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The highest resolution photos ever taken of the moon from orbit are revealed by Indian space agency

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The highest resolution photos ever taken of the moon from orbit are revealed by Indian space agency after being captured by Chandrayaan-2 probe

  • The images show the inner surface of a large impact crater named Boguslawsky near the moon’s south pole
  • Boulders and small impact craters can be seen dotted across the moon’s surface in the high-res photographs
  • The probe took the shots 62 miles (100 kilometres) up in orbit with a resolution of 12 inches (30 centimetres)
  • The success comes in the wake of last month’s crash of the probe’s lander during its descent onto the moon 

The highest-quality photographs ever taken of the moon’s surface from lunar orbit have been released by the Indian space agency.

Taken by the Chandrayaan-2 orbiter on September 5, the images reveal a region of the moon that lies within the 8.7 mile (14 km) -wide impact crater Boguslawsky.

The shot — which was taken from 62 miles (100 km) above the lunar surface — reveals boulders and craters with a pixel resolution of 12 inches (30 cm). 

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The highest-quality photographs ever taken of the moon's surface from lunar orbit have been released by the Indian Space Research Organisation

The highest-quality photographs ever taken of the moon’s surface from lunar orbit have been released by the Indian Space Research Organisation

The Indian Space Research Organisation’s second lunar probe, Chandrayaan-2’s mission is to study the moon’s topography, its chemical composition and the distribution of its minerals.

The craft has eight different scientific instruments to study the moon — among which are two imaging devices: the Terrain Mapping Camera 2 and the Orbiter High Resolution Camera.

The latter is presently tasked with taking ultra-high-resolution images of the lunar surface as the probe orbits around the moon twice.

According to the Indian Space Research Organisation, the latest transmission of data from the spacecraft includes the ‘sharpest images ever from a lunar orbiter platform.’

These photos from the Orbiter High Resolution Camera follow images taken by the Terrain Mapping Camera in August.

The other instrument, however, had been used to capture craters that were located in the Moon’s northern polar region, unlike Boguslawsky, which is located closer to the lunar south pole.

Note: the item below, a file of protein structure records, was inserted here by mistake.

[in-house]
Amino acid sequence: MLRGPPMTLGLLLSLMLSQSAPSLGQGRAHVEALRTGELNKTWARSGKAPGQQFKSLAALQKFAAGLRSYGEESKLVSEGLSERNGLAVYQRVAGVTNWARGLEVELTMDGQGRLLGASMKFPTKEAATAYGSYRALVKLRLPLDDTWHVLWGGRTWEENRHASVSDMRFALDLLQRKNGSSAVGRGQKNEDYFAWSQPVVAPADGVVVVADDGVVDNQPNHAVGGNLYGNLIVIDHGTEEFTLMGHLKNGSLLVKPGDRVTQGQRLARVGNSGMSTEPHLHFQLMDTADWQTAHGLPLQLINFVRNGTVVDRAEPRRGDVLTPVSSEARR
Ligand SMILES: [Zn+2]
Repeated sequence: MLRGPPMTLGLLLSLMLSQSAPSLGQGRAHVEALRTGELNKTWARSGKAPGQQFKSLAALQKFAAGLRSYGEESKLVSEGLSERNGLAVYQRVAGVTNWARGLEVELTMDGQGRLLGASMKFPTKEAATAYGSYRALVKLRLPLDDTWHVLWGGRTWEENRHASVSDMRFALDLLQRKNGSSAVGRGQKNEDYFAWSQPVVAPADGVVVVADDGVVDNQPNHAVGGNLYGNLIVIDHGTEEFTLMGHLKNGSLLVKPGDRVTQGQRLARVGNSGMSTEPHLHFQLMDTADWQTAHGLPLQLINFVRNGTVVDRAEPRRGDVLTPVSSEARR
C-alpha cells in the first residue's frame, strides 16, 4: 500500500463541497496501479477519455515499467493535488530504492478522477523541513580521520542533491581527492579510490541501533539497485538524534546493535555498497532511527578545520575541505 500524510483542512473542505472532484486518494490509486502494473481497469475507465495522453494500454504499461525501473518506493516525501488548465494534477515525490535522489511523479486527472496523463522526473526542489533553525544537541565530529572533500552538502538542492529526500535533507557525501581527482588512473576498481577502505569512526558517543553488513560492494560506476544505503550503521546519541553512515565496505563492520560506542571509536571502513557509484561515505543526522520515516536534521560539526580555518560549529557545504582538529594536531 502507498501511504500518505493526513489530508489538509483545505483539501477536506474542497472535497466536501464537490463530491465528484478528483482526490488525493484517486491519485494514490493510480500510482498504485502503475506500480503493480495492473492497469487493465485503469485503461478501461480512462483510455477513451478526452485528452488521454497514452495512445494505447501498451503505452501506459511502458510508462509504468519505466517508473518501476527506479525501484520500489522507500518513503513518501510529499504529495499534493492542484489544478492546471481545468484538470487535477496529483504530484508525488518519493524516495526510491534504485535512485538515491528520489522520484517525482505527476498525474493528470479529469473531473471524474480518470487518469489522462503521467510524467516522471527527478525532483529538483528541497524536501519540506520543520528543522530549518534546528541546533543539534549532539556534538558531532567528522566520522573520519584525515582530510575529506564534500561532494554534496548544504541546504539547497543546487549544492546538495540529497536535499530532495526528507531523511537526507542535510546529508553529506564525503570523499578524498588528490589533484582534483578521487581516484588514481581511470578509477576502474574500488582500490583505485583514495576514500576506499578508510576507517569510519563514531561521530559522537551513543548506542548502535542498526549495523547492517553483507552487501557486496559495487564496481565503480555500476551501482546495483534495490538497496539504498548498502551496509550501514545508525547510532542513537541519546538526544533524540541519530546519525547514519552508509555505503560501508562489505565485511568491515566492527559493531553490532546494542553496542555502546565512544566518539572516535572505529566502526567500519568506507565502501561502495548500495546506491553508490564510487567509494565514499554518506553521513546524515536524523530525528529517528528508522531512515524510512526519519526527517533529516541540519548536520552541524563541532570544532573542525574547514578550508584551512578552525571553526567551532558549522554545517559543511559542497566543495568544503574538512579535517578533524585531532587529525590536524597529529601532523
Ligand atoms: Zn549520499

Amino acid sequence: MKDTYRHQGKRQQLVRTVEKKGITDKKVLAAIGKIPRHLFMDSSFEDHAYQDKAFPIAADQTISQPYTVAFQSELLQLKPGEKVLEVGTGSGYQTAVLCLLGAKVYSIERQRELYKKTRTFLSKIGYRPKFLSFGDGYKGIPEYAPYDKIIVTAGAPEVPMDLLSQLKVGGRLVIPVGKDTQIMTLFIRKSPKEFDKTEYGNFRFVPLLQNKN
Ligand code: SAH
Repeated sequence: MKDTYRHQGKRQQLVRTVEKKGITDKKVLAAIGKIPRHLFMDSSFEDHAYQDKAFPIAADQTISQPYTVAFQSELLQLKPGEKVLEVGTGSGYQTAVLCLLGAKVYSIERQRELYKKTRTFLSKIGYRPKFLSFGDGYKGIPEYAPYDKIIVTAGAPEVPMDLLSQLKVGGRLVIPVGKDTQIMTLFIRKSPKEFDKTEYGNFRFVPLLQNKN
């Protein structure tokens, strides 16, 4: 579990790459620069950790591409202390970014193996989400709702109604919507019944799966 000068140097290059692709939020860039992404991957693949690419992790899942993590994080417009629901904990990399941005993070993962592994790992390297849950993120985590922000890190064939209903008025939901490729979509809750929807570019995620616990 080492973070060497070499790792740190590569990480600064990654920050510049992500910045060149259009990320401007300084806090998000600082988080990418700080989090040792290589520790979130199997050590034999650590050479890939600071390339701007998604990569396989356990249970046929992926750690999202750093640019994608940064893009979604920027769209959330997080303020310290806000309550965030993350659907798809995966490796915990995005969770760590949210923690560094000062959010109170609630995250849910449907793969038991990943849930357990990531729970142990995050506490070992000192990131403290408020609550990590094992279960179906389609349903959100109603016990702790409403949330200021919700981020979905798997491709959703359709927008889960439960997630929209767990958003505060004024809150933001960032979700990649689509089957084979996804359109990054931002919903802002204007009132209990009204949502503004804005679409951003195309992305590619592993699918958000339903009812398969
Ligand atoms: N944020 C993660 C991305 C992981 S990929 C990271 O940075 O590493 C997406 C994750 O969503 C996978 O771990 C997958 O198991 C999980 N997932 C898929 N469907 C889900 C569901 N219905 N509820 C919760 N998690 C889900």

Taken by the Chandrayaan-2 orbiter on September 5, the images reveal a region of the moon that lies within the 8.7 mile (14 km) -wide impact crater Boguslawsky

Taken by the Chandrayaan-2 orbiter on September 5, the images reveal a region of the moon that lies within the 8.7 mile (14 km) -wide impact crater Boguslawsky

The craft has two imaging devices: the Terrain Mapping Camera 2 and the Orbiter High Resolution Camera. The latter is presently tasked with taking ultra-high-resolution images of the lunar surface as the probe orbits around the moon twice

The craft has two imaging devices: the Terrain Mapping Camera 2 and the Orbiter High Resolution Camera. The latter is presently tasked with taking ultra-high-resolution images of the lunar surface as the probe orbits around the moon twice

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The images are a boon for the mission, which was struck by disaster in early September when the spacecraft’s lander, Vikram, was lost.

Vikram crash-landed on the lunar surface after its computer-controlled descent deviated from its intended approach.

Researchers have reported being able to pin-point the location of the crash site, and are working to re-establish contact with the lander.

WHAT IS CHANDRAYAAN-2? 

Chandrayaan-2 is the Indian Space Research Organisation’s (ISRO) second lunar probe. It is comprised of three modules, an Orbiter, a Lander called Vikram, and a Rover called Pragyan.

The Orbiter has a terrain mapping camera to help prepare 3D maps of the moon’s surface, an X-ray spectrometer looking for major elements including titanium and sodium, and another high resolution camera to help the other modules land safely.

Vikram had an instrument to detect seismic activity on the moon, and a thermal probe that will examine the thermal conductivity of the lunar surface.

Pragyan had an alpha particle X-ray spectrometer that examines the elemental composition of the surface and a laser induced breakdown spectroscope which looks at the abundance of various elements nearby.

The entire mission has cost around 10 billion rupees (£120million).

The Indian Space Research Organisation's Chandrayaan-2 orbiter, seen here after construction in the integration facility

The Indian Space Research Organisation’s Chandrayaan-2 orbiter, seen here after construction in the integration facility

  

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